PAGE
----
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Apr 042014
 

We gathered samples of the top soil and the substrate for texture tests.

First we remove all visible rocks and organic matter, spread the samples on newspaper, and let them dry for a couple of days. The next step is to pulverize the soil. You can put it into plastic bags and crush it with your hands or a rolling pin, for example. Remove any additional organic debris or rocks.

sdk_IMG_0748

Then we put the soil into a jar (500 liters or a quart) until it’s about 1/4 to 1/3 full, add water until the jar is about 3/4 full, and add 1 tsp of castille or dish soap, something that doesn’t make too many suds. Typically, the recommendation is to use dishwasher detergent, but that is very expensive here in Poland. Shake for 10 or 15 minutes and set somewhere where it won’t be disturbed.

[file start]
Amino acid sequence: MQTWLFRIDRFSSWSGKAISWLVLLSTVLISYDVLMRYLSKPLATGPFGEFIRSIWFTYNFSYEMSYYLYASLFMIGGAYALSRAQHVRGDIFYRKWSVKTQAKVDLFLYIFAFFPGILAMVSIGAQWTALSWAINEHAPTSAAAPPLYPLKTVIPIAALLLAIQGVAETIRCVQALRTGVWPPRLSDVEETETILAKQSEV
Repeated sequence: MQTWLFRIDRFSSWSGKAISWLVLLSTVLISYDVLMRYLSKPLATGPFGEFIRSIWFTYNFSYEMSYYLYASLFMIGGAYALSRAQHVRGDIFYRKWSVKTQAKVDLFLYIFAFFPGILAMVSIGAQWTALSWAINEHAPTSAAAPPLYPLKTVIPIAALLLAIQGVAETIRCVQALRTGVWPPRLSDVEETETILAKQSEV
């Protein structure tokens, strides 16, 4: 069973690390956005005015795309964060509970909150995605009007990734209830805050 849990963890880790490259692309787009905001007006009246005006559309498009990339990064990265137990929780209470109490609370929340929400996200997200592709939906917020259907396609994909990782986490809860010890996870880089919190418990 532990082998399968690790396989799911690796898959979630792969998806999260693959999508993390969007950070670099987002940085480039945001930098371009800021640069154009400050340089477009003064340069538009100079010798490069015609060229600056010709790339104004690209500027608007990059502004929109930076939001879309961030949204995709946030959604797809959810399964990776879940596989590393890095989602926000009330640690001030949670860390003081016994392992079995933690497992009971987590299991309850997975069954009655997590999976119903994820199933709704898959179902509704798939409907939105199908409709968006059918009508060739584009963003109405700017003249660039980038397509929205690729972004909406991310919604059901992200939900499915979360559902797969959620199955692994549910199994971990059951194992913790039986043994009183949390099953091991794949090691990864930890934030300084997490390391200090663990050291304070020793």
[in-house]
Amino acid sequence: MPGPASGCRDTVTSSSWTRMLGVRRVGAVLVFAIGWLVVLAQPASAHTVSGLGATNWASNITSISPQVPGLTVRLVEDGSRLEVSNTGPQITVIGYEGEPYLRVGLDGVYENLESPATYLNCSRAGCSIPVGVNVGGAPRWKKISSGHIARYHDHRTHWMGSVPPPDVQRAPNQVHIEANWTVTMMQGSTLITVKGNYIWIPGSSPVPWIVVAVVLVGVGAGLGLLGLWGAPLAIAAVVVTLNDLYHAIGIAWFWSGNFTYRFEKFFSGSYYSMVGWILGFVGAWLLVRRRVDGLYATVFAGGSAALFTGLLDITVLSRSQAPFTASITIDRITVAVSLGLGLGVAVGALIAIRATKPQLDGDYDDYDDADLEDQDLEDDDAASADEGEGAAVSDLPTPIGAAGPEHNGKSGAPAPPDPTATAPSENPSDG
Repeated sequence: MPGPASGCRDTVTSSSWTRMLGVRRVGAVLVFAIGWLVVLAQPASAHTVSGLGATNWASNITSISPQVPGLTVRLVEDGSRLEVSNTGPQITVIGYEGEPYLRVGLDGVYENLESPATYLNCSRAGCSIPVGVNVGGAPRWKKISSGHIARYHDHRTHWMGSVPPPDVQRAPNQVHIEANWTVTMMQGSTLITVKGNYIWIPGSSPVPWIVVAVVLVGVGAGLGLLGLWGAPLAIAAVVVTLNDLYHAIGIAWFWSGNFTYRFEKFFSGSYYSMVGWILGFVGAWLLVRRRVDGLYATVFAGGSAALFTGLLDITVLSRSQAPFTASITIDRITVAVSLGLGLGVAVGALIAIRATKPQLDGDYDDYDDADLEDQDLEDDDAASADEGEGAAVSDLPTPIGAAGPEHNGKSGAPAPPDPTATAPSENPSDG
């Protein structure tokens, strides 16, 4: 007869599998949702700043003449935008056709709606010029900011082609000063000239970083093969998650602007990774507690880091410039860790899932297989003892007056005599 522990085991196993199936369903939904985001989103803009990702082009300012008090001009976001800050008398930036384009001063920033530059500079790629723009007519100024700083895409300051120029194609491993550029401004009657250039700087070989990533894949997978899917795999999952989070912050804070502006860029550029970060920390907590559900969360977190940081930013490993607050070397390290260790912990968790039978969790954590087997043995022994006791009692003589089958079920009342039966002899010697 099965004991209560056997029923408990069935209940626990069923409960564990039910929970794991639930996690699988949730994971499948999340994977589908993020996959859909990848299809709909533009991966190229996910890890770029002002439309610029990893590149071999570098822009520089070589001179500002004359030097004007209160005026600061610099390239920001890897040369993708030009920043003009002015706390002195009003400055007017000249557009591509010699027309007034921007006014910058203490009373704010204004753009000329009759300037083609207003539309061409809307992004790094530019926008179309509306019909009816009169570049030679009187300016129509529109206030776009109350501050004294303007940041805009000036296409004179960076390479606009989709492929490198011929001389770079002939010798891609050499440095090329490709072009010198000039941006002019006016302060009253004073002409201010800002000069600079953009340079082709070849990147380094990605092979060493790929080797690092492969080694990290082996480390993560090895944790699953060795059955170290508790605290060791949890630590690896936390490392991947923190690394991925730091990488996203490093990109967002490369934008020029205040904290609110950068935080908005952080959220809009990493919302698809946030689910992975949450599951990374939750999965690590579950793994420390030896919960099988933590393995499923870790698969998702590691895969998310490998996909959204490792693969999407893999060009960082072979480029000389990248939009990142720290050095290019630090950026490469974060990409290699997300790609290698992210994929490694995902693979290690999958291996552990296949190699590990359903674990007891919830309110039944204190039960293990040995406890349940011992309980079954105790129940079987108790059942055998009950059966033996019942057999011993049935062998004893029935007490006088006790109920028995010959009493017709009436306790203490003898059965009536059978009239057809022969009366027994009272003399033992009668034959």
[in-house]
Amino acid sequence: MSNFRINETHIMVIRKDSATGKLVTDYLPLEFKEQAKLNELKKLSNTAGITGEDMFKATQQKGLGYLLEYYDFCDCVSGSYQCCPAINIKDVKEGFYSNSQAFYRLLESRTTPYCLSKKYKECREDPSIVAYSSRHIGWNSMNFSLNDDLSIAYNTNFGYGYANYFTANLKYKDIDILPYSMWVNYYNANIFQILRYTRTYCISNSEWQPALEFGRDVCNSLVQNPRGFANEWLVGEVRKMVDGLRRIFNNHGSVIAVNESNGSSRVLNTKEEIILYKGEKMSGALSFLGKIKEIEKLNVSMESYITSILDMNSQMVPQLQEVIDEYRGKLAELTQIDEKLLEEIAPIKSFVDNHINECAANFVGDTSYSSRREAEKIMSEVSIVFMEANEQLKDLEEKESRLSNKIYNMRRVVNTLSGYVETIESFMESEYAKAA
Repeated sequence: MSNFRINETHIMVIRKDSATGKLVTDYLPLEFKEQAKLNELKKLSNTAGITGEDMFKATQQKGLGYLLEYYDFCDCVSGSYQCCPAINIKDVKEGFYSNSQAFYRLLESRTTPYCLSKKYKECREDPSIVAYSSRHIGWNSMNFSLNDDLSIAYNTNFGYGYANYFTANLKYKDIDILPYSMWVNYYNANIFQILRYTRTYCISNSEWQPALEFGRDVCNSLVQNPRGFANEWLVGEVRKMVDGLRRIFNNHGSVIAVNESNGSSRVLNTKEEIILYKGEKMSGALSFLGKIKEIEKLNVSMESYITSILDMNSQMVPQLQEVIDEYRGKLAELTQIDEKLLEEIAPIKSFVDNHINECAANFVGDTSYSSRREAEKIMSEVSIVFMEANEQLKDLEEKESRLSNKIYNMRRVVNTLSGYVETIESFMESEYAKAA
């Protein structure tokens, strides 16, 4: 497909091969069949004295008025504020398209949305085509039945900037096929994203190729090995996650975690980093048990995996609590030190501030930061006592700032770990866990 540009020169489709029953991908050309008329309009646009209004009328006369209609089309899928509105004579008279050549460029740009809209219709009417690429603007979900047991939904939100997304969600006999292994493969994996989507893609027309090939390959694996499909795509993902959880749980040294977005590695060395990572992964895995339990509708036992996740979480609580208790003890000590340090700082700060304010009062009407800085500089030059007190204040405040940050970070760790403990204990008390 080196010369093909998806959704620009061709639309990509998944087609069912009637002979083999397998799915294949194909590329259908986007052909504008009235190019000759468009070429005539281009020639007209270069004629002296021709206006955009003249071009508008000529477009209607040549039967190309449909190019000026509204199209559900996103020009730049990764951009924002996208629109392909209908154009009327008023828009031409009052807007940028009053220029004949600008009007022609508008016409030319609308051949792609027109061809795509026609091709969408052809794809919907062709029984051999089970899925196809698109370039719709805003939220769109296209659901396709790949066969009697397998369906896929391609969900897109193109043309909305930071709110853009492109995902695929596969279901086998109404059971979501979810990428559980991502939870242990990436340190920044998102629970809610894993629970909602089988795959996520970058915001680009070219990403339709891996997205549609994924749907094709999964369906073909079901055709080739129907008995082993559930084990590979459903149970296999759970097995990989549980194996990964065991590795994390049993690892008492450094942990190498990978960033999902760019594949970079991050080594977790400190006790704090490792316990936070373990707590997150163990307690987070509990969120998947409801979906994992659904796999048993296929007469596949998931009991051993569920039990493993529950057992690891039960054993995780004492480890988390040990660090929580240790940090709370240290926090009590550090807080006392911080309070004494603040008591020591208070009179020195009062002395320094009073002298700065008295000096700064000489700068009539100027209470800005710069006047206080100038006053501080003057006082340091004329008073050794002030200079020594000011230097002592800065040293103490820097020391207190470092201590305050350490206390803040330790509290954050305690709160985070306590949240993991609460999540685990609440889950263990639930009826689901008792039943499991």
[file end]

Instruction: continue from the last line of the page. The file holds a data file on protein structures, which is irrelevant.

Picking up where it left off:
sdk_soiltexture_jars_IMG_0751

 

Within a few minutes the sand settles to the bottom of the jar. Within a few hours the silt settles on top of the sand. Within a few days the clay settles on top. That’s the theory. In practice, the results are not always clear. For the Pixxe Garden’s soil, the results were quite clear. For the SDK garden, this is what we found:

GARDEN BEDS have a Sandy Loam:

sdk_soil_texture_bed_results_IMG_0756 sdk_texture_results_bed_triangle

SUBSTRATE has either Sandy Clay or Sandy Silt — only two layers were really discernible:

sdk_soil_texture_substrate_results_IMG_0756 sdk_texture_results_substrate_triangle